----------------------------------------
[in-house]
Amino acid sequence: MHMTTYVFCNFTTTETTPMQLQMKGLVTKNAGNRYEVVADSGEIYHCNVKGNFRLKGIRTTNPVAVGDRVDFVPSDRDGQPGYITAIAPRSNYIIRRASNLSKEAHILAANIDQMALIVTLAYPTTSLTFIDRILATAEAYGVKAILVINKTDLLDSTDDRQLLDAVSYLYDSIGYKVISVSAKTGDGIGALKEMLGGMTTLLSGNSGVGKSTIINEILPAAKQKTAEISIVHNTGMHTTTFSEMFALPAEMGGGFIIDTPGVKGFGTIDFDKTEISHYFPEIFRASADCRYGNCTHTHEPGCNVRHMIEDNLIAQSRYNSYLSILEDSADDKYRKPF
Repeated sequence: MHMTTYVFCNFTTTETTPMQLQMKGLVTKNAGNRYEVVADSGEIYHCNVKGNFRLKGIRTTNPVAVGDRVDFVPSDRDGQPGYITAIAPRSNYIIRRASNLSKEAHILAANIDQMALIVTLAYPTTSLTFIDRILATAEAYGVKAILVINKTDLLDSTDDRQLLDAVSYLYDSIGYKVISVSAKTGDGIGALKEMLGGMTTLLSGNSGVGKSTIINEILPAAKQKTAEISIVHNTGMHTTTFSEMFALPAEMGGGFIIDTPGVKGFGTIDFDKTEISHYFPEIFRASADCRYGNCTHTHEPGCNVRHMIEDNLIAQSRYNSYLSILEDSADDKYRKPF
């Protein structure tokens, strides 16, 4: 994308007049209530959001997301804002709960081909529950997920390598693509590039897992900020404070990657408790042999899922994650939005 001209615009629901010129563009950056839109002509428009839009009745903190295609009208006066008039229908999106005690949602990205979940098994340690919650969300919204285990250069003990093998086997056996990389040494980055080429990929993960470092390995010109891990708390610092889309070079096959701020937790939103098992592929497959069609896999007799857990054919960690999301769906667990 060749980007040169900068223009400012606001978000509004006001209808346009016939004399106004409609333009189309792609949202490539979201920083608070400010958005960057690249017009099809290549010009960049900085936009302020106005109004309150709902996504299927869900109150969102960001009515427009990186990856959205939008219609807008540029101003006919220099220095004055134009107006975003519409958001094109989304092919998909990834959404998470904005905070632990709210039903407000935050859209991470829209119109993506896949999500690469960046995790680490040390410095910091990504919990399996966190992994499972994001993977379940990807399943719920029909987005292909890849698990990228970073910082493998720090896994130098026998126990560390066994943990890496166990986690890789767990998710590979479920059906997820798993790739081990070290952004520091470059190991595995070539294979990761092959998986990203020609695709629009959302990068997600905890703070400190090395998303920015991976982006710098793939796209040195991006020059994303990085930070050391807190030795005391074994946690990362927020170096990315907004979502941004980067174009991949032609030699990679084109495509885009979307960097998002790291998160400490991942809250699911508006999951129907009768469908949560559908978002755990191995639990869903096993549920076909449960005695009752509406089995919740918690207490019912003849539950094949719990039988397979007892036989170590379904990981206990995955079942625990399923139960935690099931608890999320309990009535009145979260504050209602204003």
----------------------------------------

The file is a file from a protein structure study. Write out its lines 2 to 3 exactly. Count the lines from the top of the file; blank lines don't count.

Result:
Amino acid sequence: MHMTTYVFCNFTTTETTPMQLQMKGLVTKNAGNRYEVVADSGEIYHCNVKGNFRLKGIRTTNPVAVGDRVDFVPSDRDGQPGYITAIAPRSNYIIRRASNLSKEAHILAANIDQMALIVTLAYPTTSLTFIDRILATAEAYGVKAILVINKTDLLDSTDDRQLLDAVSYLYDSIGYKVISVSAKTGDGIGALKEMLGGMTTLLSGNSGVGKSTIINEILPAAKQKTAEISIVHNTGMHTTTFSEMFALPAEMGGGFIIDTPGVKGFGTIDFDKTEISHYFPEIFRASADCRYGNCTHTHEPGCNVRHMIEDNLIAQSRYNSYLSILEDSADDKYRKPF
Repeated sequence: MHMTTYVFCNFTTTETTPMQLQMKGLVTKNAGNRYEVVADSGEIYHCNVKGNFRLKGIRTTNPVAVGDRVDFVPSDRDGQPGYITAIAPRSNYIIRRASNLSKEAHILAANIDQMALIVTLAYPTTSLTFIDRILATAEAYGVKAILVINKTDLLDSTDDRQLLDAVSYLYDSIGYKVISVSAKTGDGIGALKEMLGGMTTLLSGNSGVGKSTIINEILPAAKQKTAEISIVHNTGMHTTTFSEMFALPAEMGGGFIIDTPGVKGFGTIDFDKTEISHYFPEIFRASADCRYGNCTHTHEPGCNVRHMIEDNLIAQSRYNSYLSILEDSADDKYRKPF